World in 2050’and the growing number of national SDG implementation programs indicate increasing interest in the potential of SDGs.

References
United Nations Climate Change Secretariat. (2014) Handbook on Measurement, Reporting and Verification for Developing Country Partners. Bonn: United Nations Climate Change Secretariat. Available at: https://unfccc.int/files/national_reports/annex_i_natcom_/application/pdf/non-annex_i_mrv_handbook.pdf
United Nations Economic and Social Council. (2015) Report of the Inter-Agency and Expert Group on Sustainable Development Goal Indicators. E/CN.3/2016/2. Available at: http://unstats.un.org/unsd/statcom/47th-session/documents/2016-2-IAEG-SDGs-E.pdf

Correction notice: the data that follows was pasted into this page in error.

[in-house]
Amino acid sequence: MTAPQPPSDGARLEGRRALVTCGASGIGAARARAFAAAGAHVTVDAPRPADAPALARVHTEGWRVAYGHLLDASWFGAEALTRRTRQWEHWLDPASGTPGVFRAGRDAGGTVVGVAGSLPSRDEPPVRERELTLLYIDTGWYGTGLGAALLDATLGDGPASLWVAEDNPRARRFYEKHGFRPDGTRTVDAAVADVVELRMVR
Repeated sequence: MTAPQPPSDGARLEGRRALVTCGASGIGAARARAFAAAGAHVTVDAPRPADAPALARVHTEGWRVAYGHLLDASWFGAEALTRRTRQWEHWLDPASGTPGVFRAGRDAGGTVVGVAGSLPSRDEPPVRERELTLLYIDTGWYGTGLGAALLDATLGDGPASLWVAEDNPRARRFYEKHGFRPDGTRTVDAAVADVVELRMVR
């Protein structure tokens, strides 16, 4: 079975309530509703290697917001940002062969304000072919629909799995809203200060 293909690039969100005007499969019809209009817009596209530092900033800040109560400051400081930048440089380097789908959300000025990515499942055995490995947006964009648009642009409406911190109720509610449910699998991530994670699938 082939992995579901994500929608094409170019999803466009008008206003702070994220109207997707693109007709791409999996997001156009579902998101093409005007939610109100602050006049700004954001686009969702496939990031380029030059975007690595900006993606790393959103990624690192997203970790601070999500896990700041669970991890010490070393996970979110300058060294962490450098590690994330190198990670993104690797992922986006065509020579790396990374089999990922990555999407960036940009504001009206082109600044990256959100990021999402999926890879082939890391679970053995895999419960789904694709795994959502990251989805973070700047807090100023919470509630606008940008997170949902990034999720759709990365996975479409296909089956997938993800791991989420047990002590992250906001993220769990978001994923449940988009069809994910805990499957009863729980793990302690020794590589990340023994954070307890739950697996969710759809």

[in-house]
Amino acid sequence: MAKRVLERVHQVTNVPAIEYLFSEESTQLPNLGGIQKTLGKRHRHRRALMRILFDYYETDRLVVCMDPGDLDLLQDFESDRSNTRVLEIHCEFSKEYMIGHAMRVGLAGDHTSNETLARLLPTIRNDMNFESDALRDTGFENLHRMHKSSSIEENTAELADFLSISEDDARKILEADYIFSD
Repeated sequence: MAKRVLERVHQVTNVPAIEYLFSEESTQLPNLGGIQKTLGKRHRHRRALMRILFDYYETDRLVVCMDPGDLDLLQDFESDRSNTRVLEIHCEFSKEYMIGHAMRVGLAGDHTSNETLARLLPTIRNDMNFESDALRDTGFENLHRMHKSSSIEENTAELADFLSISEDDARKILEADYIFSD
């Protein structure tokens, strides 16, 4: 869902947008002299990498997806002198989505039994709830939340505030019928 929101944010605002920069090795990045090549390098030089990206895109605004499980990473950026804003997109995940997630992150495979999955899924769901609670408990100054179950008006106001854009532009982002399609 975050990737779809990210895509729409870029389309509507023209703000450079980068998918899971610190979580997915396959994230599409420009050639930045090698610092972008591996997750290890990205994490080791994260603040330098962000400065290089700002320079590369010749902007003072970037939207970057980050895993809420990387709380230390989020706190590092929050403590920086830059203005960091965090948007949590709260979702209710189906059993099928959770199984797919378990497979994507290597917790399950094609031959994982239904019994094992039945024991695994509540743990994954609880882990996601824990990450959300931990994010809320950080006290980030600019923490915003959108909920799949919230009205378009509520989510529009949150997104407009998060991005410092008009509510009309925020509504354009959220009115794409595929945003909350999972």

Weiss, N. et al. (2014), Cross-sectoral integration in the Sustainable Development Goals: a nexus approach, SEI Discussion Brief.For more details on and recordings of the two SDG webinars are available at: www.tiasweb.info/webinars/

Comments

  1. Very rich insights. Developing the concept of interlinkages and the beneficial impact of progress in one field, contributing to another, is a key insight I derive from this discussion, giving a new meaning to the benefit of measurement. Thanks Lazlo and Felix. Keep me in the loop for future webinars, as this has practical implications for the linkages from global to local with regional and national levels in between. Loy MARS Practitioners Network, Myanmar and India